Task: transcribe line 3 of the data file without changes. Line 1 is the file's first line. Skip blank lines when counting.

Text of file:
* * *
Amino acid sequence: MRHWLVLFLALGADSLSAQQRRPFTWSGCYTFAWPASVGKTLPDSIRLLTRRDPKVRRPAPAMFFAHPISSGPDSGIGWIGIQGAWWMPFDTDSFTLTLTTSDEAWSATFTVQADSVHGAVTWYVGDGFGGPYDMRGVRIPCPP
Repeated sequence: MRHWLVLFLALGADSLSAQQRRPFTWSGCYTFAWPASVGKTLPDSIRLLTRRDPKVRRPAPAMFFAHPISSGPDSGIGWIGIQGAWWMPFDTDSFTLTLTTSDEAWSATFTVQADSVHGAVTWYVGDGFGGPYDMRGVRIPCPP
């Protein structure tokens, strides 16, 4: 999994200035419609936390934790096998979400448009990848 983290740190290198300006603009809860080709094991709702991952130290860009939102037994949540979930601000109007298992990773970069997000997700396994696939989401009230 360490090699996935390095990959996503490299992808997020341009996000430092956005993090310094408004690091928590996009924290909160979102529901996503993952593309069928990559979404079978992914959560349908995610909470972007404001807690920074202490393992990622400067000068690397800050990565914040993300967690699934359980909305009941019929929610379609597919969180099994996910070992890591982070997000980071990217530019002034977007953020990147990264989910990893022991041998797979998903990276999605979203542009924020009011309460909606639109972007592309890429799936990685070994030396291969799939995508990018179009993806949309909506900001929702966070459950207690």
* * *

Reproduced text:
């Protein structure tokens, strides 16, 4: 999994200035419609936390934790096998979400448009990848 983290740190290198300006603009809860080709094991709702991952130290860009939102037994949540979930601000109007298992990773970069997000997700396994696939989401009230 360490090699996935390095990959996503490299992808997020341009996000430092956005993090310094408004690091928590996009924290909160979102529901996503993952593309069928990559979404079978992914959560349908995610909470972007404001807690920074202490393992990622400067000068690397800050990565914040993300967690699934359980909305009941019929929610379609597919969180099994996910070992890591982070997000980071990217530019002034977007953020990147990264989910990893022991041998797979998903990276999605979203542009924020009011309460909606639109972007592309890429799936990685070994030396291969799939995508990018179009993806949309909506900001929702966070459950207690």